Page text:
Self-care for relieving sciatica
by Nancy B. Loughlin
Published in News Press on December 16, 2014. Posted with permission.
A warning sign would be a sharp pain that starts in your buttock and shoots down your leg, and it reverberates throughout your body. It’s hard to sit. It’s hard to stand. This compression of the sciatic nerve makes it hard to think about anything else.
You have a pain in your butt, and you need relief. You can go to the doctor, and you can also heal yourself.
Victoria Haffer is a Boston exercise physiologist, wellness coach, and trainer of yoga teachers and personal trainers. While many of her clients have sought medical attention for sciatic pain and piriformis syndrome, she encourages them to learn about their own bodies and explore self-care.
“It’s disempowering to think that you can’t heal yourself,” she said.
Haffer recently conducted a weekend workshop at Ruby and Pearl’s Yoga Studio in Fort Myers where she addressed the healing powers of proprioceptive neuromuscular facilitation (PNF), myofascial release and yin yoga, particularly when it comes to sciatica and piriformis pain.
Three relief techniques
PNF is a stretching technique that can increase range of motion and strength. In a PNF stretch, you hold the target muscle in an isometric contraction. When you release the hold, you’ll be able to move deeper into the stretch than before.
- Sit on the floor with a straight back and legs extended. If your back is rounding, prop your seat with a bolster or folded blanket.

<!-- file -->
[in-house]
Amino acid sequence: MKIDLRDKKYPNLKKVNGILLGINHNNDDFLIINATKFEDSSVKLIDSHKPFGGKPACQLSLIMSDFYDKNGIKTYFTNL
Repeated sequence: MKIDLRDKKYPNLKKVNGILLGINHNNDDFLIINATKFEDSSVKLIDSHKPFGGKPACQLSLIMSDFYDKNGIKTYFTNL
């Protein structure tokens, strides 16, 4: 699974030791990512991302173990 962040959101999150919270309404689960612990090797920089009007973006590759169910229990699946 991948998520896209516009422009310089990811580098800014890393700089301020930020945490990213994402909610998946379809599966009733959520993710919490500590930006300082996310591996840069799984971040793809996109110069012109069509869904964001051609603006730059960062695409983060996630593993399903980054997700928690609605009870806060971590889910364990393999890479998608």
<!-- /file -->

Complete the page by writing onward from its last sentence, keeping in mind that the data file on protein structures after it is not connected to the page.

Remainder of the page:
- Bend your right leg, and hold it like a baby. Cradle your knee in the elbow of your right arm. The foot is pushing against your left bicep. If you can’t interlace your fingers in front of your bent leg, press your foot into the palm of your left hand.
- Begin the PNF process. Push your right foot away from you toward the front wall, but use the strength of your left arm or hand to hold it in place. Hold the pressure for 8 seconds. Relax for one inhale, and, as you exhale, pull the foot closer to your body, and feel the piriformis stretch. Repeat 3-5 times. Switch sides.
- Cradle your right leg again. This time, instead of pushing your foot away from you, push it against the left bicep or left hand. Use your strength to hold the foot in place while you push. Hold for 8 seconds. Relax for one inhale, and, as you exhale, push your right leg across your body toward the left wall. Repeat 3-5 times. Switch sides.
Roll the ball
Ball rolling is a myofascial release technique of applying extended, blunt pressure to the complaining body part. Haffer describes fascia as a “spider web” of connective tissue that weaves throughout the body. Normally fascia is relaxed, but any kind of trauma, scar or emotional tension can kink the fascia and impact the entire body.
- Use a myofascial release massage ball. A firm tennis ball will do.
- Lie on your back with your legs bent, soles to the floor.
- Place the ball in the middle of the right buttock. Hold still or shift your weight from your outer hip to your sacrum. Breathe.
In a yin yoga practice, poses are held for 3 to 5 minutes. With the longer holds, you’ll access the connective tissue not just the muscle.
- Start with your right side. Pigeon looks like a half split. Your left leg is straight behind you, knee facing down. Your right leg is bent with the outside of the leg flat on the floor. Your right knee is closer to the right edge of the mat with your right toe pointing toward the left edge. Ideally, your right shin is parallel to the front edge of the mat. If you are collapsing onto your right side, push a blanket or block underneath your right buttock.
- Keep your heart lifted with your palms on the floor. If you are flexible enough, drop to your forearms or rest your head on the floor. Hold and breathe. Switch sides.
Relief is on the way.
For more information, visit www.VictoriaHaffer.com.